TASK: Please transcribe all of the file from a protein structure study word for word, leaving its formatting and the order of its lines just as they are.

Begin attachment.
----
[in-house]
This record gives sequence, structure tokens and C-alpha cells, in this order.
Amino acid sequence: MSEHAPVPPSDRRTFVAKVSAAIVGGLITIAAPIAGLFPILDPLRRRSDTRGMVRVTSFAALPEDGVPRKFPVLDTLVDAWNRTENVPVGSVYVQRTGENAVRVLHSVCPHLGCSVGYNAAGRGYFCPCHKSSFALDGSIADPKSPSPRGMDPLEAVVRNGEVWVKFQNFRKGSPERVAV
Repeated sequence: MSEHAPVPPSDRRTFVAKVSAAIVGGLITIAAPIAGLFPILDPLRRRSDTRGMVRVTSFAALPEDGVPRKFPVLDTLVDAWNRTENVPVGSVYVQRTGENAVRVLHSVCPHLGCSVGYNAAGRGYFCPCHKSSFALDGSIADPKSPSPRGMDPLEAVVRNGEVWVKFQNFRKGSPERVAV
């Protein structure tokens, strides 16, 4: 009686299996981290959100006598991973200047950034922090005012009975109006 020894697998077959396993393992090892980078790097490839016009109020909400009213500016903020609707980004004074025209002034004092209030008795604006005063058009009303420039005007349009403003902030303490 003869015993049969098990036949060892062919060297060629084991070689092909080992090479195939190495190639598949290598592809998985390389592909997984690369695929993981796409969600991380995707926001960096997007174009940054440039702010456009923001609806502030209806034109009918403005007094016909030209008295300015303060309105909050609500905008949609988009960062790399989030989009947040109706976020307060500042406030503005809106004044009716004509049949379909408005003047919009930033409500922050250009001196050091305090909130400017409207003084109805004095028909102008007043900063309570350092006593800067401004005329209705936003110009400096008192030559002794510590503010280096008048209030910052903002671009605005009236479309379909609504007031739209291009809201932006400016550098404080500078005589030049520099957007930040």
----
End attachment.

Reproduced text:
[in-house]
This record gives sequence, structure tokens and C-alpha cells, in this order.
Amino acid sequence: MSEHAPVPPSDRRTFVAKVSAAIVGGLITIAAPIAGLFPILDPLRRRSDTRGMVRVTSFAALPEDGVPRKFPVLDTLVDAWNRTENVPVGSVYVQRTGENAVRVLHSVCPHLGCSVGYNAAGRGYFCPCHKSSFALDGSIADPKSPSPRGMDPLEAVVRNGEVWVKFQNFRKGSPERVAV
Repeated sequence: MSEHAPVPPSDRRTFVAKVSAAIVGGLITIAAPIAGLFPILDPLRRRSDTRGMVRVTSFAALPEDGVPRKFPVLDTLVDAWNRTENVPVGSVYVQRTGENAVRVLHSVCPHLGCSVGYNAAGRGYFCPCHKSSFALDGSIADPKSPSPRGMDPLEAVVRNGEVWVKFQNFRKGSPERVAV
């Protein structure tokens, strides 16, 4: 009686299996981290959100006598991973200047950034922090005012009975109006 020894697998077959396993393992090892980078790097490839016009109020909400009213500016903020609707980004004074025209002034004092209030008795604006005063058009009303420039005007349009403003902030303490 003869015993049969098990036949060892062919060297060629084991070689092909080992090479195939190495190639598949290598592809998985390389592909997984690369695929993981796409969600991380995707926001960096997007174009940054440039702010456009923001609806502030209806034109009918403005007094016909030209008295300015303060309105909050609500905008949609988009960062790399989030989009947040109706976020307060500042406030503005809106004044009716004509049949379909408005003047919009930033409500922050250009001196050091305090909130400017409207003084109805004095028909102008007043900063309570350092006593800067401004005329209705936003110009400096008192030559002794510590503010280096008048209030910052903002671009605005009236479309379909609504007031739209291009809201932006400016550098404080500078005589030049520099957007930040």